Suddenly Breaking Incidents in China

Some statistics from Xinhua:

These pitiless statistics shake up people's hearts: In 2005, there were more than 540,000 public incidents of all kinds, causing about 200,000 deaths and direct economic losses of 325.3 billion yuan.

In South China Morning Post: On the table: fines for breaking news, by Josephine Ma, June 26, 2006.

Mainland media outlets will face fines ranging from 50,000 to 100,000 yuan if they break news on emergencies such as natural disasters without authorisation, according to a draft law being reviewed by the National People's Congress Standing Committee.  Media organisations would also be penalised if they report on the handling and developments of such emergencies without authorisation, or publish false reports about disasters.

The law also stipulates officials in charge of handling the emergencies should release information to the public and "manage" media reports on time. However, they are not required to make the news public if it will inhibit their work.  Public emergencies include natural disasters, accidents, public health crises and social security crises, such as protests and clashes between farmers and local officials, which are on the rise. 

(Apple Daily)  June 26, 2006.

[in translation]

The draft of the <<Law for Handling Suddenly Breaking Incident>>, previously known as <<Law for Handling Emergency Conditions>>, consists of seven chapters, sixty-two articles and more than 10,000 words.  It has been revised several times by the State Council Legal System Office over the past two years.  The National People's Congress Standing Committee called for a meeting on the day before yesterday to review it.

The official Chinese media disclosed part of the contents of the draft law and enumerated four types of suddenly breaking incidents: natural disasters, accidents, public health incidents and public safety incidents.  In other words, if the draft law is passed by the People's Congress, mainland officials will handle epidemics such as SARS and avian flu and the world-famous Songhua River contamination last year in accordance with the law.

The draft law states that if the news media violate the regulations and publish information on SARS and avian flu, or about the government's management, or releasing false information, they may be fined between 50,000 and 100,000 yuan if serious consequences occurred as a result.  It should be also noted that although the draft law recommends that the government should publish information on a coordinated, considered and timely basis, this may be waived in the event that such information affects the timely handling of the matter.

As soon as this draft law was published, mainland netizens were in an uproar and commented on the BBS forums about the anti-constitutional and anti-democratic nature, the shortsightedness and the unpopularity of the Hu-Wen administration: "News should be free!  I strongly oppose this draft law!"  "I firmly support freedom of press!  When news reporting is subjected to criticisms, this is going backwards in history" "I firmly oppose this because it is a step backwards for democracy" "This is censoring news and restricting the people's right to know!  This is going backwards."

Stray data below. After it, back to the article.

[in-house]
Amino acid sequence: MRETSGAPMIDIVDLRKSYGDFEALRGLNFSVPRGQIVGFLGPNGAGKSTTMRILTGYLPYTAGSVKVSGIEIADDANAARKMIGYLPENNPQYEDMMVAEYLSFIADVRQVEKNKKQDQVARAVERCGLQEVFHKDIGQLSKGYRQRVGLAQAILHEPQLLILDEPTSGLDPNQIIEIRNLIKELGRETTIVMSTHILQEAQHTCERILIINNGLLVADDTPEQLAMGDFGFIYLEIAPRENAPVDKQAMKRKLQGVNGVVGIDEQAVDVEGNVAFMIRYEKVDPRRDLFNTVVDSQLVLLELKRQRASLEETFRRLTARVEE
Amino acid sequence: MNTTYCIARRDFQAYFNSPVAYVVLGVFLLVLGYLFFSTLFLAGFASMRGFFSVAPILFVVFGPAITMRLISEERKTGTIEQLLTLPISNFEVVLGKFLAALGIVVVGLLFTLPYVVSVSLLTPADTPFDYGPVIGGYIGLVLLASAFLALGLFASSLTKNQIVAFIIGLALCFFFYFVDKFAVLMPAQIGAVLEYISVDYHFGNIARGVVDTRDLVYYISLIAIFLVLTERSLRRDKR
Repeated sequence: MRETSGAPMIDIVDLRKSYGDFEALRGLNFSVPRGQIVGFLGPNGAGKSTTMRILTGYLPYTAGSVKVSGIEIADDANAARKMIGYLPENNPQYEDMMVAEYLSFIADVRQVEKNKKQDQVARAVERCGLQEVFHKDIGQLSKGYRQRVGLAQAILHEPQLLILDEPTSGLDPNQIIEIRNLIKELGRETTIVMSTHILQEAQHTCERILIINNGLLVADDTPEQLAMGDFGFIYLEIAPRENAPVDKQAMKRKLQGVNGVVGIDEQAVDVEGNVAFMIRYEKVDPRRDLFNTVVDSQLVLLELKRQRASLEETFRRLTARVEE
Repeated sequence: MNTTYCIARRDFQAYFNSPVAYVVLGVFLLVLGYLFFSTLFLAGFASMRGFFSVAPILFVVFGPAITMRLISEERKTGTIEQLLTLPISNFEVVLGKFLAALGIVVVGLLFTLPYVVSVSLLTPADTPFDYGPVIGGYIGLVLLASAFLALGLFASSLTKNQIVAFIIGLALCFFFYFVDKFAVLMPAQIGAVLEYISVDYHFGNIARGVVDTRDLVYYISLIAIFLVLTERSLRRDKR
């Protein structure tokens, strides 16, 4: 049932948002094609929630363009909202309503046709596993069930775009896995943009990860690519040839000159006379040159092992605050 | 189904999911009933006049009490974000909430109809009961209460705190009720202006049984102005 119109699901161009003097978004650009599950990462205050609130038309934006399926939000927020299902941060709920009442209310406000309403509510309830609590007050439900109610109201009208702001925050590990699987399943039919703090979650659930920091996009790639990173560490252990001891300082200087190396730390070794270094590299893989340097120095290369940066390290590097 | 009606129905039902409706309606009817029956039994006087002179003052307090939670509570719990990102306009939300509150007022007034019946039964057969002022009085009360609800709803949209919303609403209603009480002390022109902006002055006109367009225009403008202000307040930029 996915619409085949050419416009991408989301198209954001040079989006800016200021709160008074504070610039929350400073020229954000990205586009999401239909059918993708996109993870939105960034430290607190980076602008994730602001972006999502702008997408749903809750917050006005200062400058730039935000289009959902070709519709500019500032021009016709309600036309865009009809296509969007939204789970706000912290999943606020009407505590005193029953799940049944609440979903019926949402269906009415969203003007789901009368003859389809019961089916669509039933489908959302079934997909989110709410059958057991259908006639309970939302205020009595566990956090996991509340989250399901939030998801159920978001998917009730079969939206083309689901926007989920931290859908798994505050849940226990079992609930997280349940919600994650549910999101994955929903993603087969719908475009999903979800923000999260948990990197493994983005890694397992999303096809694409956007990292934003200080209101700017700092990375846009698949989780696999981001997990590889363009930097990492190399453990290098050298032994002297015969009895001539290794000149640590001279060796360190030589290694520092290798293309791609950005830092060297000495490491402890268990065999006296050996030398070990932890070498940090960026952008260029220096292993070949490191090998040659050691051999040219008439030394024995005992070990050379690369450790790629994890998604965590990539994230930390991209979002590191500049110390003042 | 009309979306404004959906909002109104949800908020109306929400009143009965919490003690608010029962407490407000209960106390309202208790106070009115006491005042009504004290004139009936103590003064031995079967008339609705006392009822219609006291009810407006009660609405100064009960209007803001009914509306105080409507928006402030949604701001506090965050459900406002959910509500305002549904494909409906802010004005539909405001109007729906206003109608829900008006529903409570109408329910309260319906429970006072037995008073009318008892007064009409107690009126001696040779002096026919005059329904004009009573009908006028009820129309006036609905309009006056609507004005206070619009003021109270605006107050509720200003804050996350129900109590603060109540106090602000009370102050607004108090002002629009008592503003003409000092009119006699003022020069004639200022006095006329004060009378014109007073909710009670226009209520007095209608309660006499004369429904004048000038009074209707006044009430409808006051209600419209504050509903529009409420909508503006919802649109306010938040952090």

There are also other netizens who said that since freedom of press in China has never progressed, one cannot speak of going backwards: "It is like that right now.  This is the custom.  So the policy is not going backwards because we have never moved forwards."  There are other netizens who are worried that officials will abuse the waiver clause: "The exception about not having to disclose information that would inhibit emergency management ... this waiver must be concretely described because it will surely be abused otherwise!"  "Support freedom of press and remove the 100,000 yuan fine regulation." 

(Southern Metropolis Daily)  Changping's column.  June 26, 2006.

[in translation]

According to Xinhua yesterday, the draft law sent to the National People's Congress Standing Committee previously for review contains a restrictive regulation on media reporting: news media which violate the regulations to report on its own about how suddenly breaking incidents are being handled, progress reports on developments or false information will be fined between 50,000 to 100,000 yuan by the government unit with overall responsibility for managing the incident.  The draft law also stipulates that the release of information about the incident and all news reporting will go only through the government unit with overall responsibility for managing the incident.